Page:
Montenegro is the world's newest independent nation and the last of the old Yugoslav states to split from Belgrade.
Brokered by the EU, the Union of Serbia and Montenegro was born in 2003. The aim was to settle Montenegrin independence demands and stabilise Balkan borders. The union deal also contained the seeds of its dissolution. After three years the two republics could hold referendums on whether to keep or scrap it. And so, on May 22, 2006 Montenegro narrowly voted for independence from the union with Serbia. 55.4% of the voters had voted to secede, just above the 55% required for victory. The turnout in the May 21 poll was 86.3%.
The issue of independence divided Montenegro, with opponents arguing that Montenegro had too much to lose with its broad economic, family and political ties with Serbia. The opposition movement was a loose coalition of Serb politicians, Orthodox Church leaders and Montenegrins from the mountainous inland regions near the Serbian border. The move to secede was supported by long-standing Prime Minister Milo Djukanovic who believes that independence will strengthen his country’s chance of joining the EU. He was supported by ethnic Montenegrins and Albanians from the coastal area who feared Serbian dominance of the union.
A Serbian Government press release on June 5 confirmed the decision to transfer jurisdiction. According to the release, the decision obliges Serbia to take the necessary measures within 45 days to make Serbia the international legal successor of Serbia-Montenegro. It affirmed also that association with the EU was Serbia’s ‘strategic and national goal.’
Montenegro’s position on the Adriatic Sea means that Serbia is now a landlocked country. This fact strengthens Montenegro’s position in negotiations with Serbia. It leaves Serbia in a similar position to Ethiopia who lost its coast in the 1990s to newly created Eritrea.
The last time Montenegro was independent was 90 years ago at the end of World War I, when it was absorbed into the newly formed Yugoslavia. Podgorica will become the world’s newest capital city. In 1946 Podgorica was renamed Titograd in honour of the post-war communist leader of the country. The name of Podgorica was reinstated on April 2, 1992.
Montenegro has a population of 700,000 people. The name Montenegro means “black mountain” in Venetian language. The Montenegrin word for their country "Crna Gora" also means black mountain. It is named for the dark forests that covered the slopes of the Dinaric Alps. The earliest known independent ruler of the area was the 11th century dukedom of Dukjla. They paid tribute to the Byzantine Empire and were replaced by the Zetans in the 14th century. The Ottoman Empire was now on the march but never fully conquered mountainous Zeta. From then on, the country was ruled by a series of "vladika," prince-bishops, who formed a theocratic state. It was transformed into a secular principality in 1852 and in 1910, Prince Nikola I became King of Montenegro. Nikola declared war on the Turks and precipitated the two Balkan Wars. Montenegro doubled in size as a result of these wars. It was allied with Serbia in World War I and was occupied by the Austrian Empire.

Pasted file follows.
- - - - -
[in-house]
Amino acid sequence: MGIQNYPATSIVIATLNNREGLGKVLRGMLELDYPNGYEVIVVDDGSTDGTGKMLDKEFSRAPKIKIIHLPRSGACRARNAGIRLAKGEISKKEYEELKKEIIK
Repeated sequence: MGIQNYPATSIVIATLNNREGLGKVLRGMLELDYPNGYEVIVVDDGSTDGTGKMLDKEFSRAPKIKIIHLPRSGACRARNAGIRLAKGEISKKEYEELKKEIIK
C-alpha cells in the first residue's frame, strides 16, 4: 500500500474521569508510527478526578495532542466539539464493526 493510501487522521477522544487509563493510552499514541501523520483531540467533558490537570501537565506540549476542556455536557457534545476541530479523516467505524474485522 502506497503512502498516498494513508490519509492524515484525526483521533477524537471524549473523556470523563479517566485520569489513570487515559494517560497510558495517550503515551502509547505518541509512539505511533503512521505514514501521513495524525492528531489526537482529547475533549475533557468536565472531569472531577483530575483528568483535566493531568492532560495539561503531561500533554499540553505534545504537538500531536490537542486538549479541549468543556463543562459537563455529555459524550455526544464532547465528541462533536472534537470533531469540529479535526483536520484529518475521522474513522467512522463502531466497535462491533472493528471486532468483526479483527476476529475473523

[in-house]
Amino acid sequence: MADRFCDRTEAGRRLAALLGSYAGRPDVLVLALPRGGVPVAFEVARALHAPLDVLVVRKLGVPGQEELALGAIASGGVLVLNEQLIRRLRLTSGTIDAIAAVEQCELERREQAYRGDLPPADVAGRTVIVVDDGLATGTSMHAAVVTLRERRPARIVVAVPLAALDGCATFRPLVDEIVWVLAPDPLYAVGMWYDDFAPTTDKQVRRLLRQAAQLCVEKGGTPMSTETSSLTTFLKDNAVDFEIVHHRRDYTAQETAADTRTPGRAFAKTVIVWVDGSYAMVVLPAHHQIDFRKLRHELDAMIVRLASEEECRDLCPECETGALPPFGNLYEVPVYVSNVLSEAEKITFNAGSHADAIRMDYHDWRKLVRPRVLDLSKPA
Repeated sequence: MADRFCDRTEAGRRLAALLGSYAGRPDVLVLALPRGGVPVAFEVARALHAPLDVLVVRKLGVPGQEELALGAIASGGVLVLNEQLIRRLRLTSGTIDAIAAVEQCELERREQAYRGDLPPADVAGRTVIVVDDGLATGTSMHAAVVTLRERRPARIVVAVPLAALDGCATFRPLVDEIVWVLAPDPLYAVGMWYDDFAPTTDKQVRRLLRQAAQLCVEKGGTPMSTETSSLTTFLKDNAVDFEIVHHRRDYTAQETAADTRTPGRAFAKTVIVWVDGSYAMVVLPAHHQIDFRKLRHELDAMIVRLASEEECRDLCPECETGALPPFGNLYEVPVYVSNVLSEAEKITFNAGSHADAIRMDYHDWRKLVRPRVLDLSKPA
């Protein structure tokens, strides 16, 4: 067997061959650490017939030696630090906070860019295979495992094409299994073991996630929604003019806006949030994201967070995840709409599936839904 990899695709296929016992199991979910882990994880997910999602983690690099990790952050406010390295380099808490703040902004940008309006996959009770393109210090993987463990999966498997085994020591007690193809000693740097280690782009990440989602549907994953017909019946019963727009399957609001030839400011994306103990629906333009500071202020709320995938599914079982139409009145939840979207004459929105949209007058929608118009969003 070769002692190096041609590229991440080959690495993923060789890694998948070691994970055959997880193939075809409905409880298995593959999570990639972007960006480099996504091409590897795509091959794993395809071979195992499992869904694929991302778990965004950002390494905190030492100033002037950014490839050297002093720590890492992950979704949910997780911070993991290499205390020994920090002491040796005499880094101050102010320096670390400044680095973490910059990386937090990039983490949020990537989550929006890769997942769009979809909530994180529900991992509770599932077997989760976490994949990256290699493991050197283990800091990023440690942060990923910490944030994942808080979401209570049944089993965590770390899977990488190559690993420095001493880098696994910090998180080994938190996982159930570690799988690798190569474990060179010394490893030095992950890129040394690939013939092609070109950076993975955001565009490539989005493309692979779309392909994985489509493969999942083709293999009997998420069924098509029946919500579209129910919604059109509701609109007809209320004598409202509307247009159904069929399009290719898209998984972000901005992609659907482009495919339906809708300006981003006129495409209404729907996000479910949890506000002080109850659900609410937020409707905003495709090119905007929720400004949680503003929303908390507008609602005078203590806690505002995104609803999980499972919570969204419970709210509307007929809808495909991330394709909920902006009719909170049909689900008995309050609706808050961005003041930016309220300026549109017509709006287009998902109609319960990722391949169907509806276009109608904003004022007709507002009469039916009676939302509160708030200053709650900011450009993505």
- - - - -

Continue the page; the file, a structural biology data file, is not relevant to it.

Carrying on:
After the war, parliament voted for a union with Serbia which was finally ratified in 1924 after a bitter civil war against anti-unionists. It became part of the Kingdom of Serbs, Croats and Slovenes which renamed itself to Yugoslavia in 1929. During World War II, it was occupied by Italian and then German troops. It became a separate state of Yugoslavia after the war ended. War resistance leader Josip Broz Tito kept the federation together until he died in 1980. His death brought on a slow unravelling of the six states. When Yugoslavia finally broke up in 1992, Montenegro held a bitterly fought election which voted for federation with Serbia. The election was boycotted by pro-independence factions. Relations steadily soured with its major partner as Montenegro became more independent. In 1996, Djukanovic’s government severed de facto ties and adopted the Deutsche Mark as currency (since replaced by the Euro.) In 2003, the two sides agreed to replace the Yugoslav federation in favour of a looser state union named Serbia and Montenegro. The path was finally cleared for the independence referendum.
Though Montenegro is the last state to break free from Yugoslavia, it does not necessarily mean the end of the Balkan conflicts. The prime minister of Kosovo, Agim Çeku, has signalled that they would be next in the quest for independence, saying "This is the last act of the historic liquidation of Yugoslavia…this year Kosovo will follow in Montenegro's footsteps." Kosovo is currently administered by the UN, but is seen by Serbs as the historical and spiritual heart of Serbia. The status of Republica Srpska, the Serb-controlled enclave in Bosnia also remains on knife-edge, with ethnic Serbs looking for a referendum of their own to rejoin Serbia. Such a move could start another war in Bosnia as it has provoked widespread condemnation from the Muslim majority and the West. Permanent peace still eludes this beautiful but complex part of the world.
Although the future is likely to rain on its parade, right now Montenegro justly celebrates its new nationhood.